Harvard Prof. Dan Lieberman Running Strong–With Shorter Stride
He told me a story about Harvard Business School professor Paul Gompers, who I had written about for Runner's World in early 1988 when Gompers was a physiology student in Oxford, England. That spring, Gompers finished fourth in the U.S. Olympic Marathon Trials in New Jersey, and had a lifetime best of 2:11:38. He quit competitive running four or five years later, and apparently has had knee problems in recent years.
"Paul was a terrible over strider, so I brought him into the lab and showed him how his impact forces changed when he switched to a forefoot strike," said Lieberman. "He made the transition smoothly, and now he's running healthy again."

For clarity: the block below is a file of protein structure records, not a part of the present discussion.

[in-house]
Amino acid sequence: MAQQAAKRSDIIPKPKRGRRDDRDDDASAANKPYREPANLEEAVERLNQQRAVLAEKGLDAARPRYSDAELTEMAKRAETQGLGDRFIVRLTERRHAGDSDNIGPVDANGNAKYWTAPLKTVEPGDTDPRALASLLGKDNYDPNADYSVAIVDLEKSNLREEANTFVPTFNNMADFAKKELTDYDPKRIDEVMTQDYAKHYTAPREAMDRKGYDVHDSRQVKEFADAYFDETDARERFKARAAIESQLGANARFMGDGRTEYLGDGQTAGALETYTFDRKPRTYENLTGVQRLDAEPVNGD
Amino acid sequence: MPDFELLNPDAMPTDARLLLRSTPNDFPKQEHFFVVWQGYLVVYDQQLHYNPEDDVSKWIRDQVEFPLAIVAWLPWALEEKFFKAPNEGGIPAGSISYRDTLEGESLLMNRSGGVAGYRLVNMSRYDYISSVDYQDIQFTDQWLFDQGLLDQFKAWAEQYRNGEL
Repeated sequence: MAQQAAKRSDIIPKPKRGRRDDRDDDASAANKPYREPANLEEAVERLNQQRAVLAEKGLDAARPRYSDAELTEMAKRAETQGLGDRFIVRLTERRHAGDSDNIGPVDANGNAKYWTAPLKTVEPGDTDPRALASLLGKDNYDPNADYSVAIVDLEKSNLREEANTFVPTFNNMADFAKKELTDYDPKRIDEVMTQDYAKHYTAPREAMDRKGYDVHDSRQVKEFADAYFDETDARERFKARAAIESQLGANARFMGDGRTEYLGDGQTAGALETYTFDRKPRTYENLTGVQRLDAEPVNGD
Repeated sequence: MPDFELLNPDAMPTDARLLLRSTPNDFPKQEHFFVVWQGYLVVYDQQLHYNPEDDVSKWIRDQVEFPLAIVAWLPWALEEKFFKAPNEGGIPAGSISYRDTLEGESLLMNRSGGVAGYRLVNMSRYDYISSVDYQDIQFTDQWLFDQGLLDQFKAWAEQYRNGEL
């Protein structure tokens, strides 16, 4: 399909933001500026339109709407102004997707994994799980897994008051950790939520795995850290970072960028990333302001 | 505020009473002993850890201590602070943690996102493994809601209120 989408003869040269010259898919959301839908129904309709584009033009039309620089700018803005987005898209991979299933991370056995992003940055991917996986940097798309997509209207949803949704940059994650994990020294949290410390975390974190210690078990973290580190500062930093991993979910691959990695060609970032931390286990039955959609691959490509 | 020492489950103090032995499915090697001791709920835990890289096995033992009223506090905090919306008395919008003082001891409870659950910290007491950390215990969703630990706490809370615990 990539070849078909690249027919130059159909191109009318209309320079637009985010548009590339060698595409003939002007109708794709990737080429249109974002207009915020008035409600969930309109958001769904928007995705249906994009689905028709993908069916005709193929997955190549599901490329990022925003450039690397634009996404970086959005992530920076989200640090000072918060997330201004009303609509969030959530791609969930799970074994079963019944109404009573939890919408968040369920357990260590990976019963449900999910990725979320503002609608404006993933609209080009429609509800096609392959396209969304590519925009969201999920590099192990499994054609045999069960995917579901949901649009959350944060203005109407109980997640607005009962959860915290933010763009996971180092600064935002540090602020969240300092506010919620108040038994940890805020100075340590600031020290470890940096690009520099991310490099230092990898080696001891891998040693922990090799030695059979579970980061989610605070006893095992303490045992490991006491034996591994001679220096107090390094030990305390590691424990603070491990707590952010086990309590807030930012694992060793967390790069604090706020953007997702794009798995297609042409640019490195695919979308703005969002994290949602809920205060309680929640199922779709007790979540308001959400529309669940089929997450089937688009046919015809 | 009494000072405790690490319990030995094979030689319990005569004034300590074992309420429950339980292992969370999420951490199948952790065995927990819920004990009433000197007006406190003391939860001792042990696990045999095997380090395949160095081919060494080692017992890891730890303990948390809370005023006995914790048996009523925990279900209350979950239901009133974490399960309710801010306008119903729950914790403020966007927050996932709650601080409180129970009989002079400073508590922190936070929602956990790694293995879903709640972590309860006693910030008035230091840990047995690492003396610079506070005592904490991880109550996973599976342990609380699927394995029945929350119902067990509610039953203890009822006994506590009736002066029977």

After three or four years in the middle of the barefoot/minimalist running debate, Lieberman says he’s disgusted with the low quality of the discussion. “I don’t think there's anything wrong or magical about a heel strike or a forefoot strike,” he says. “We’re just trying to gather information, and we’re always careful to explain the limits of the data we have. But others rush in and jump to unsupported conclusions. Everyone wants a simple answer. Sorry, but the answers aren’t simple.”